LinkedIn may have some interesting articles, while advisors can also share best practices on your intranet or community group.

3. Scan and Engage With Forums and Discussion Boards – LinkedIn may have some interesting articles, while advisors can also share best practices on your intranet or community group.

4. Research What Information Your Own Organization Has Already – Think about what you can make freely available on the intranet or knowledge base, as well as looking for gaps.

5. Involve Advisors in Content Creation – Have your best advisors sit beside people with good writing skills to create content for the knowledge base, to share their insights across the contact centre.

6. Network – Meet experts and ensure constant communication with your other business sites, to share and suggest best practices.

7. Talk to Customers – Engage with your customers off the phone and get advisors having ad hoc conversations with them, to help bring the voice of the customer into your contact centre.

8. Keep an Eye on Your Competitors – How does your proposition compare to your competitors? By allowing advisors to research this, you can gain knowledge of areas in which you are superior to them.

9. Listen to Podcasts With Advisors – Hear industry leaders, keep up with or ahead of developments and perhaps even ask advisors to create webinars to share with the rest of the team.

We have a great podcast of our own, which you can find by following the link: The Contact Centre Podcast

The Aim Is to Create a Learning Culture

While there are many approaches to topping up advisor knowledge, some of which are highlighted above, we don’t want to be constantly thinking of how to do so. Instead, we want to create a culture where this happens naturally.

The answer to this lies in setting the right routines for learning. This starts in induction and should carry across the entire employee journey.

To start this, one of our readers says that their contact centre “has asked for advisors to volunteer to be ‘Culture Change Ambassadors’. We want them to be empowered and to be able to voice new ideas/concerns.”

This is an interesting approach, as these ambassadors can help to establish a learning culture by establishing a knowledge manager, creating a knowledge-sharing platform or developing engaging learning content.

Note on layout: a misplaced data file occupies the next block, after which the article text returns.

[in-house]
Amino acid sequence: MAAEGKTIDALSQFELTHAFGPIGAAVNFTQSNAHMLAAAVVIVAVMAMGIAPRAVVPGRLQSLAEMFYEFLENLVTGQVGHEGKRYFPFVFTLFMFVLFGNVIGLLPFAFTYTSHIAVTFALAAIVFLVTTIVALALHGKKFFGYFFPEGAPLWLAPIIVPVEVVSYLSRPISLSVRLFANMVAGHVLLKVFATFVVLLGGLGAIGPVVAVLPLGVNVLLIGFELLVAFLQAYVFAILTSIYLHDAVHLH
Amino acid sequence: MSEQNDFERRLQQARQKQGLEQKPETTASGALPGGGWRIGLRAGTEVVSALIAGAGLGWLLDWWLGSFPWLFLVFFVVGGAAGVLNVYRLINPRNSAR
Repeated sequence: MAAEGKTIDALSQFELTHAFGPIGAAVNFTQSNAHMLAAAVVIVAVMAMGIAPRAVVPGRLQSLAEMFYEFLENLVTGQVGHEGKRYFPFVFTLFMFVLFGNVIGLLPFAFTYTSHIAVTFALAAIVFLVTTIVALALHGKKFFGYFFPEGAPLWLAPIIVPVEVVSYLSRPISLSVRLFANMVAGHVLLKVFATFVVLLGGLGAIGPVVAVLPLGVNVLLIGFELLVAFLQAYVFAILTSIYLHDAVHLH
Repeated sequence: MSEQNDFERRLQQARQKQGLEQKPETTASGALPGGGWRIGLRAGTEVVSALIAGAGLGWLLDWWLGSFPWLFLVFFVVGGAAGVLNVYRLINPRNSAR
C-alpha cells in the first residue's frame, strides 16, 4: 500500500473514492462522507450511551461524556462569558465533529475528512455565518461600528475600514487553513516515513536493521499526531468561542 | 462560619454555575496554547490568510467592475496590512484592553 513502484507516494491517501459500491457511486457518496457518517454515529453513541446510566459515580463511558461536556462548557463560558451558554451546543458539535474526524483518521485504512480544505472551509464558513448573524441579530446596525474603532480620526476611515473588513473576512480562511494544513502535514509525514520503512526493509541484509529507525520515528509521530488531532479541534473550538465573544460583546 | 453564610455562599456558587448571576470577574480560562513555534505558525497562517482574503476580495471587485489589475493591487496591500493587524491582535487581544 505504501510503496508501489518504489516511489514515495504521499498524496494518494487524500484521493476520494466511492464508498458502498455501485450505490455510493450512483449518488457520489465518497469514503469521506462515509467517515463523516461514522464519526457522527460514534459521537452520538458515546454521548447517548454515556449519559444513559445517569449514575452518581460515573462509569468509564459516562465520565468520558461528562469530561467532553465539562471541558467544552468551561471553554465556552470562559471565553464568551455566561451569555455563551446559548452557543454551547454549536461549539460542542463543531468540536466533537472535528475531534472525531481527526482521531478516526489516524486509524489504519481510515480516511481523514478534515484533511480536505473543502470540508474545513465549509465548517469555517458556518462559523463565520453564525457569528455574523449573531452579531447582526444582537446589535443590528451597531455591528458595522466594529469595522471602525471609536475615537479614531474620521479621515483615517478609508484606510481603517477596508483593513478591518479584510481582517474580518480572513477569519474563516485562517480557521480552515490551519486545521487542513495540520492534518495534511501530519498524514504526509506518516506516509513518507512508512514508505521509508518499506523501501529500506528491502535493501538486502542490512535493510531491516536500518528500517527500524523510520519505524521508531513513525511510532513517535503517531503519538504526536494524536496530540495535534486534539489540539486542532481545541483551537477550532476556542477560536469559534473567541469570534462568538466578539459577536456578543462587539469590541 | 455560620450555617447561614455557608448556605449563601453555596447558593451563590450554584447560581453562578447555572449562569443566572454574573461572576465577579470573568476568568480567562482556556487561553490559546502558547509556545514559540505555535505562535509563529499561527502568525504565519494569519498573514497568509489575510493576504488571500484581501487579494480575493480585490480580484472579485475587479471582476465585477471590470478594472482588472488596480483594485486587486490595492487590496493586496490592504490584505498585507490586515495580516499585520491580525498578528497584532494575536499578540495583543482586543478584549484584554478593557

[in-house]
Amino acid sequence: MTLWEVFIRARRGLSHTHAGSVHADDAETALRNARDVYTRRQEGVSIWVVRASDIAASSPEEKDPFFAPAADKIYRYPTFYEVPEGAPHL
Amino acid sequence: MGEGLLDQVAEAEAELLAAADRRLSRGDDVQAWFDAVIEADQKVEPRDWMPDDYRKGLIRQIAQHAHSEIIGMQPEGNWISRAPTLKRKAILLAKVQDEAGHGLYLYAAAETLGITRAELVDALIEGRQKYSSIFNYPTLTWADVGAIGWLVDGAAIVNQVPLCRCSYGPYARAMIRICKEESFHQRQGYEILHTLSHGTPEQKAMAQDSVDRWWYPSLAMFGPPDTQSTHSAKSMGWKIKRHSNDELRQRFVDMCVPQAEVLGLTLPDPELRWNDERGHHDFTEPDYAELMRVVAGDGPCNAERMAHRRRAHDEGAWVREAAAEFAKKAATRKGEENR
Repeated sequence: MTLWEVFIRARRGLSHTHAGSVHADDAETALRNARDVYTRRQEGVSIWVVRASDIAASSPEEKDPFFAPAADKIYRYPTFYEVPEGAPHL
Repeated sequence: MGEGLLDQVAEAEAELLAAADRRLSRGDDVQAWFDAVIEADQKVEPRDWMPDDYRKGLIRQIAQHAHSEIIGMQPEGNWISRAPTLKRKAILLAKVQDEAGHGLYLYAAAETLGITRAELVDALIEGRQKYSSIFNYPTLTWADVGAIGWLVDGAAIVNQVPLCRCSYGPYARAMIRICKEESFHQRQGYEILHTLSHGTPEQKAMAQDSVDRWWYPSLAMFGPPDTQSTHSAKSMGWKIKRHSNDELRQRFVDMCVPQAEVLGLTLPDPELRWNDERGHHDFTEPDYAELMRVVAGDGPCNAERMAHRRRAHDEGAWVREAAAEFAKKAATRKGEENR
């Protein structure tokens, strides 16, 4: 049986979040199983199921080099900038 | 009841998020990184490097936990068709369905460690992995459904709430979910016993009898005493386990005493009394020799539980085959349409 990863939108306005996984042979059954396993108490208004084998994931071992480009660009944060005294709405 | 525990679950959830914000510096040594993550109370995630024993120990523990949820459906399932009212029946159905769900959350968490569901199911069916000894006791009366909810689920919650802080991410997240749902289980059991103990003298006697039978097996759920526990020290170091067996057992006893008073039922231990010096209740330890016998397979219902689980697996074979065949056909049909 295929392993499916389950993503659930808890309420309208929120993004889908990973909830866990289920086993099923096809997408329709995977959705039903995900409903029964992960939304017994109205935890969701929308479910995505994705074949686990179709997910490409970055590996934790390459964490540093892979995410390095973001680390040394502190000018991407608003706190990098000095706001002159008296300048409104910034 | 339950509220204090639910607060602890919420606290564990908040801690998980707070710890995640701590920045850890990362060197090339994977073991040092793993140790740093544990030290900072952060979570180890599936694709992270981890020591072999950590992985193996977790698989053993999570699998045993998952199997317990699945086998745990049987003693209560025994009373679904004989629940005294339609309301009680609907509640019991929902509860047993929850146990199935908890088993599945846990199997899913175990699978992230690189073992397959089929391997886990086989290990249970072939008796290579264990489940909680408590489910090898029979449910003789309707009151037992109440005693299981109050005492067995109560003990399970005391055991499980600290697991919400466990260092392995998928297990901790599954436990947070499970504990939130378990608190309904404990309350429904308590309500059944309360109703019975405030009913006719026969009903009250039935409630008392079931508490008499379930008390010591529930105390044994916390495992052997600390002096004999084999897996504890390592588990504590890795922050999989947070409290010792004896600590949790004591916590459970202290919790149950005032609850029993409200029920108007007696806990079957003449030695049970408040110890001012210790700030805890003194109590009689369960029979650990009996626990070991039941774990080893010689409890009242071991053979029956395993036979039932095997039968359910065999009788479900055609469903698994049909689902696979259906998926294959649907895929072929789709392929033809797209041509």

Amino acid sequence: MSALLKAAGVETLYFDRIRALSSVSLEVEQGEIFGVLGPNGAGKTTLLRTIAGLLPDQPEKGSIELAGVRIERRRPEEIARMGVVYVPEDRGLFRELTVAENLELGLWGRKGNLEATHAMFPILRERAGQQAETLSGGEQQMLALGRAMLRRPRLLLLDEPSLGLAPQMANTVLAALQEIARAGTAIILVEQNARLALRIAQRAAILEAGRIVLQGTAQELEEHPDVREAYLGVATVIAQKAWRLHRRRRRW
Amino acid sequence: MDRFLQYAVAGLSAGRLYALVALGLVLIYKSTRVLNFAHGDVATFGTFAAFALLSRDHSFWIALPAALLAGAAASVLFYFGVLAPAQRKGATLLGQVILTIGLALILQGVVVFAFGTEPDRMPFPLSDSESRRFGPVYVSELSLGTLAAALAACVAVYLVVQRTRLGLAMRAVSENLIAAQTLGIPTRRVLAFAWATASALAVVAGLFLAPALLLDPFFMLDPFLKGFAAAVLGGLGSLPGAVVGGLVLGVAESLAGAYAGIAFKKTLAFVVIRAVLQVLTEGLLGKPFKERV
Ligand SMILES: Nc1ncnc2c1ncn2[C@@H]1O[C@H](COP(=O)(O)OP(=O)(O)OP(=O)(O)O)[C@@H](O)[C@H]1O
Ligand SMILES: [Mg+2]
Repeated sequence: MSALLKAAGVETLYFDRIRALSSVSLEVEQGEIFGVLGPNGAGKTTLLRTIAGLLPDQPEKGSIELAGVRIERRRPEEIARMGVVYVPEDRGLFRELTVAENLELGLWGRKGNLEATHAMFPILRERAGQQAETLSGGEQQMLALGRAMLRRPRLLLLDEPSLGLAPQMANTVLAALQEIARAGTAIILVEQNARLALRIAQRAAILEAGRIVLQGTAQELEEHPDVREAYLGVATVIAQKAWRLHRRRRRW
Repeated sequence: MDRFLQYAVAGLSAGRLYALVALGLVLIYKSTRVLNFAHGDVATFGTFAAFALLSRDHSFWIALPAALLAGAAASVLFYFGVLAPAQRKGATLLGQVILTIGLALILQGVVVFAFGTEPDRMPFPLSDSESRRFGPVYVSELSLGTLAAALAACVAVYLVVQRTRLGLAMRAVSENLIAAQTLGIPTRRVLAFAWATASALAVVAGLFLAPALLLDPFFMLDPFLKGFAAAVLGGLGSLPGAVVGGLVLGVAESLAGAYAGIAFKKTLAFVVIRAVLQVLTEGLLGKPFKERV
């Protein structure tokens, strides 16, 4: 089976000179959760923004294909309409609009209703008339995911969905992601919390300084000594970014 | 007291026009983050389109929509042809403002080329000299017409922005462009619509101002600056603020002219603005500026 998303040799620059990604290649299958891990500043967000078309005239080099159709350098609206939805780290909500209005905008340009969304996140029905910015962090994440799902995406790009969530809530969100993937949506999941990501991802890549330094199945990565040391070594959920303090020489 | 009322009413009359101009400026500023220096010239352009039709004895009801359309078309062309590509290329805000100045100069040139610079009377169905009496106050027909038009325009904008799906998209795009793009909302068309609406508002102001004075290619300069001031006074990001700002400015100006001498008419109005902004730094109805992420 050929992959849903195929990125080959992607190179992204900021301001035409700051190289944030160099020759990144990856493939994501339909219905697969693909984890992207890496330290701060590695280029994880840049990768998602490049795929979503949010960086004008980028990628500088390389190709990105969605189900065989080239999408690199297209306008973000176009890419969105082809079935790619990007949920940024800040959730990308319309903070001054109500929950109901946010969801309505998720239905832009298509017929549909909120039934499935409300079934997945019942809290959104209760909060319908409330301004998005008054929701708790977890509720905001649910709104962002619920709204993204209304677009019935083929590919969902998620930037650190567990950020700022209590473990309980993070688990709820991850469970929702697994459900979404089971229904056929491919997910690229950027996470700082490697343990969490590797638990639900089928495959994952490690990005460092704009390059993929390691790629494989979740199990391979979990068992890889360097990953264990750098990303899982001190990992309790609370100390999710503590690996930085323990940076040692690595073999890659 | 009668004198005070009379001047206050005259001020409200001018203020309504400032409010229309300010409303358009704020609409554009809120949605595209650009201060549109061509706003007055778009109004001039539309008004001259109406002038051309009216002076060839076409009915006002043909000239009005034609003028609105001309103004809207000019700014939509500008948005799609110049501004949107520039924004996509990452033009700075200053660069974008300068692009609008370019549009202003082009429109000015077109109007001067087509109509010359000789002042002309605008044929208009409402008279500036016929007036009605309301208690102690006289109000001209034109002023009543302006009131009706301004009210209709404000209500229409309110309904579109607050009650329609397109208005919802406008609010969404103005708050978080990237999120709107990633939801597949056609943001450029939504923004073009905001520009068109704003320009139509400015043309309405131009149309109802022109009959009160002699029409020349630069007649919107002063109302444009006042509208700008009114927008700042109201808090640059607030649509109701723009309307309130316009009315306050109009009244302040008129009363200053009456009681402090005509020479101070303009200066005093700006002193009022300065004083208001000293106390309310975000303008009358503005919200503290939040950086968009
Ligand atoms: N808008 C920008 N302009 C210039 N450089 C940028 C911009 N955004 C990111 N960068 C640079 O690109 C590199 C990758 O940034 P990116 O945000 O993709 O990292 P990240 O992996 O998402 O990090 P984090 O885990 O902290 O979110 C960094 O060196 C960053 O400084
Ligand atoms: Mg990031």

A thumbnail photo of Nick Drake Knight

Nick Drake-Knight

After all, when you task advisors with coming up with culture improvement ideas, they will be far more likely to buy into them.

For more on sustaining contact centre learning and making it enjoyable, listen to the following episode of The Contact Centre Podcast with Nick Drake-Knight, Founder of Continue & Begin, where he explains how to develop a contact centre coaching philosophy.

Using Customer Service Skills With Angry Customers

Learning each of these three key customer service skills is great, but it is often an entirely different ballgame when the customer on the other end of phone is angry.

We want to be able to use empathy, active listening and our knowledge in thsee tense, highly pressured scenarios, to help turn a negative situation around.

To do so, we need to remember that the customer has probably tried to resolve their issue through self-service or by looking through the website first, so we should appreciate that as a source of frustration.

Remember that the customer has probably tried to resolve their issue through self-service or by looking through the website first, so we should appreciate that as a source of frustration.

In addition, the customer is likely to have been taken through an IVR menu, then been placed on hold. This too can be an irritating process, so we can see how anger can build.

Understanding this process is important in order to stay calm and best utilize our customer service skills.